War on waste
Frightened Rabbit’s Kennedy swaps stage for plastic fight
No longer all about the bass: Billy Kennedy is tackling waste
Musician Billy Kennedy is swapping performing on stage for the fight against plastics.
While the campaign against single use plastics has taken a back seat during the coronavirus pandemic, the Frightened Rabbit bassist and business partner Suzie Bowman have taken the time to assess what the public needs as life begins to return to normal.
The duo have launched Last, a social enterprise, which aims to end the nation’s reliance on single use plastics by helping the public take practical action and inspiring the next generation to take a different approach to life.
Billy with Suzie Bowman
Kennedy explains the thinking behind the new venture: “Single use plastics are unsustainable and as people start to emerge from lockdown, we must all think again about our behaviour – this should be an opportunity to make a resolution not to use unnecessary plastics.
“We looked around at what was stopping people from making changes for the better and the two issues were a lack of choice and a lack of education.
“Through our online shop we provide people with that choice and through our profits we will work with schools to bring about lasting change through education.”
The world produces more than 300 million tonnes of plastic waste every year, 50% of which is for single-use purposes. The UK alone generates 1.26 million tonnes of plastic waste, of which just 46.2% is recycled or reused.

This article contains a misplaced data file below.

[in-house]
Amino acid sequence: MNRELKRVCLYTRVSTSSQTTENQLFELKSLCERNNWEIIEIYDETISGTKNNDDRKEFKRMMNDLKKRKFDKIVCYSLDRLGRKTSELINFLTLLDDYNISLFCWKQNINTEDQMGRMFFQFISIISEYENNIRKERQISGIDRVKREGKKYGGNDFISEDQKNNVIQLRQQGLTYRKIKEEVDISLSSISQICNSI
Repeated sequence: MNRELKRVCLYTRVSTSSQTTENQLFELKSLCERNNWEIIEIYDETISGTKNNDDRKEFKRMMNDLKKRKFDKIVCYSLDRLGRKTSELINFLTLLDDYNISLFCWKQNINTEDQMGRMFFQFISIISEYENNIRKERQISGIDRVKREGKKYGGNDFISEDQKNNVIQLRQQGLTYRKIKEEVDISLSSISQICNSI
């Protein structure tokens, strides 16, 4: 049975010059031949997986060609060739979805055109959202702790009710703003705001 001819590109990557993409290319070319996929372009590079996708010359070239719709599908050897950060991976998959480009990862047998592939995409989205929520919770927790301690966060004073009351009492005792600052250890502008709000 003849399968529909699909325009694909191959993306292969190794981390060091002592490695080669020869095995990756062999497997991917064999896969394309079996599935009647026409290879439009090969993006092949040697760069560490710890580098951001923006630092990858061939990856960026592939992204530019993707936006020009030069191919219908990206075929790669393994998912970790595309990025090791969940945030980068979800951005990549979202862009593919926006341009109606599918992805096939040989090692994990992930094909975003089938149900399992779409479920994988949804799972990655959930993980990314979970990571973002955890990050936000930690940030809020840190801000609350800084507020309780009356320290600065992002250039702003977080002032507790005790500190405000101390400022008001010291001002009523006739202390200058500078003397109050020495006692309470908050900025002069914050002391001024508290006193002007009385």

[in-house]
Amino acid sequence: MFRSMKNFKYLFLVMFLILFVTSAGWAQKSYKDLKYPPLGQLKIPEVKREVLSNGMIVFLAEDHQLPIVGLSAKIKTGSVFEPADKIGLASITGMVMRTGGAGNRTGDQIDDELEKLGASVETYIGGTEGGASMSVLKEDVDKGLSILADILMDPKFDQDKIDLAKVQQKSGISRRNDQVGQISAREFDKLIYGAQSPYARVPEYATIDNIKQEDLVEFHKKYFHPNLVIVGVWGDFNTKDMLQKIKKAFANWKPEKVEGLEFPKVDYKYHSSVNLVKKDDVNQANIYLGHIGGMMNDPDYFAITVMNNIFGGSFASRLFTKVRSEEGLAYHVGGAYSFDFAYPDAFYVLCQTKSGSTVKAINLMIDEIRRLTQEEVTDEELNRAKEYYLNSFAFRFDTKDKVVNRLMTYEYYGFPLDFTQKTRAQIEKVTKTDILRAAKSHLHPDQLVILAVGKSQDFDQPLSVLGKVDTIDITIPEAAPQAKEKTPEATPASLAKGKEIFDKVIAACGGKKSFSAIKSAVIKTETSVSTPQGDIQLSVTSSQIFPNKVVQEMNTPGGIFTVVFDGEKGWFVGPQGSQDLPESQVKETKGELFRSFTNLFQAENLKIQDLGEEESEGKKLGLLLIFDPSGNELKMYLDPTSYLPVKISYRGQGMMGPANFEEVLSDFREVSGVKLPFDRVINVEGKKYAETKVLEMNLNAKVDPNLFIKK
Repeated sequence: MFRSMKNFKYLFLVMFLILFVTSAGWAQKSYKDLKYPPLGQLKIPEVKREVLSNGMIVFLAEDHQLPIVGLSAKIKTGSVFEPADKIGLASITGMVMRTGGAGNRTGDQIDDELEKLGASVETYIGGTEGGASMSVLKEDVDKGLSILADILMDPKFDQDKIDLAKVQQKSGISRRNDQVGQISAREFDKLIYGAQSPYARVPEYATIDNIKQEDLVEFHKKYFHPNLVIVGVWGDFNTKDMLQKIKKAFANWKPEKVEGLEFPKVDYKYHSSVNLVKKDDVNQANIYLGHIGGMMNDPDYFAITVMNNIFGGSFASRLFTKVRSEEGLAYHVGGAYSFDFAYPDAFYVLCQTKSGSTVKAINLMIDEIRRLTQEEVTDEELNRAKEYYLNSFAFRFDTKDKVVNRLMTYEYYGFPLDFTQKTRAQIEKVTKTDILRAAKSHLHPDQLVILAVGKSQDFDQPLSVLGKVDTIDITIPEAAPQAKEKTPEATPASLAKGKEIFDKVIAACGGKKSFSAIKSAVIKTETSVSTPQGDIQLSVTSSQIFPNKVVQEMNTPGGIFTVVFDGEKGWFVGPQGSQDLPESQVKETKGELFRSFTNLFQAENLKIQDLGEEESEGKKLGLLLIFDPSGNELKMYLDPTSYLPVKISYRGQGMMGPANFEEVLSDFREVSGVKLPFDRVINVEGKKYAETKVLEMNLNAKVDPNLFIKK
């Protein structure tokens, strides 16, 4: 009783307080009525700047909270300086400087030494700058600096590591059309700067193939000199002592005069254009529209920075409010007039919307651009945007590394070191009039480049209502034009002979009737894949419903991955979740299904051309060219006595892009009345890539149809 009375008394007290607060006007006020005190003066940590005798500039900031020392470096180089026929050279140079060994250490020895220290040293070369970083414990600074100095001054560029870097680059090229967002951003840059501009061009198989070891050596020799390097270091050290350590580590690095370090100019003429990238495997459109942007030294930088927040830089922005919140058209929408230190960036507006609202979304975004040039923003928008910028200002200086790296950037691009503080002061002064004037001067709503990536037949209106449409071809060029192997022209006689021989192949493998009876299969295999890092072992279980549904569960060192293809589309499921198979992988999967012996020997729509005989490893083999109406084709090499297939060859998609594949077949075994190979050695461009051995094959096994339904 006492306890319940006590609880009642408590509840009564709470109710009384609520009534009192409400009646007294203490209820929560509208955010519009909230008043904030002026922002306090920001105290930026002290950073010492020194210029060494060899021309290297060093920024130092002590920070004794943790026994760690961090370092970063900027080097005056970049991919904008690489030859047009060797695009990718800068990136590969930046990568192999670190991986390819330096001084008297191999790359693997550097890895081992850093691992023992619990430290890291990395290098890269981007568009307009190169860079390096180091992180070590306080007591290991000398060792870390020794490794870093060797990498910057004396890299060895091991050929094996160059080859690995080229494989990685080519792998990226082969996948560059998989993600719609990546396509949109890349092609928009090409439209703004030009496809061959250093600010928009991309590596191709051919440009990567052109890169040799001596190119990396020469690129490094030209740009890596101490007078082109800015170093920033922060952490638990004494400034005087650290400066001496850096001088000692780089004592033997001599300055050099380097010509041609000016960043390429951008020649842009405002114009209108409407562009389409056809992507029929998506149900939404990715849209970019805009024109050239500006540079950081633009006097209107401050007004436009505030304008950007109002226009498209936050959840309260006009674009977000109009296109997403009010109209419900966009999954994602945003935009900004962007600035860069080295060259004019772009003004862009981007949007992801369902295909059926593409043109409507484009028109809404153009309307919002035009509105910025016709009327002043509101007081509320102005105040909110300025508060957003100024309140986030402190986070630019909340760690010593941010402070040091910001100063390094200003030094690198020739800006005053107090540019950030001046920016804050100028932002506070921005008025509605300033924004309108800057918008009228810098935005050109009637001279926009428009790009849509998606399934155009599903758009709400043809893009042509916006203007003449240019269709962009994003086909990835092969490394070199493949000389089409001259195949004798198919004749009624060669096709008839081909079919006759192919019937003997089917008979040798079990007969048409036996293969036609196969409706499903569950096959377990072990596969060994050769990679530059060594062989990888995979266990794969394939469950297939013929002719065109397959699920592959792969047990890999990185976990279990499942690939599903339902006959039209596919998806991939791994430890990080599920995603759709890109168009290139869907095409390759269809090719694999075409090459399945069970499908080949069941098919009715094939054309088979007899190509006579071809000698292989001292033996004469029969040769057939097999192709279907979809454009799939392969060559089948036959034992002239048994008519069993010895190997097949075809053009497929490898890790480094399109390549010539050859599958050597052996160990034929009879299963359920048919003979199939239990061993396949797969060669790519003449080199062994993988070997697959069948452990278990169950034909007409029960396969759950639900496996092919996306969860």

According to a UK Parliament report, this has a significant negative impact on health as well as on the environment.
Ms Bowman, added: “The speed we were getting through plastic in this country is unsustainable and it must stop. We hope to be able to change the way people shop.
“From the kitchen to the bathroom and when we’re out and about, there are many ways that simple swaps can reduce our own plastic use.”
The makeitlast.co website aims to inspire the public to seek alternatives to single use plastics.
The supporting schools programme will inspire the next generation to think about plastic and the environment in a different way and is set to be piloted in a North Lanarkshire primary school to help children understand the environment and their place in it.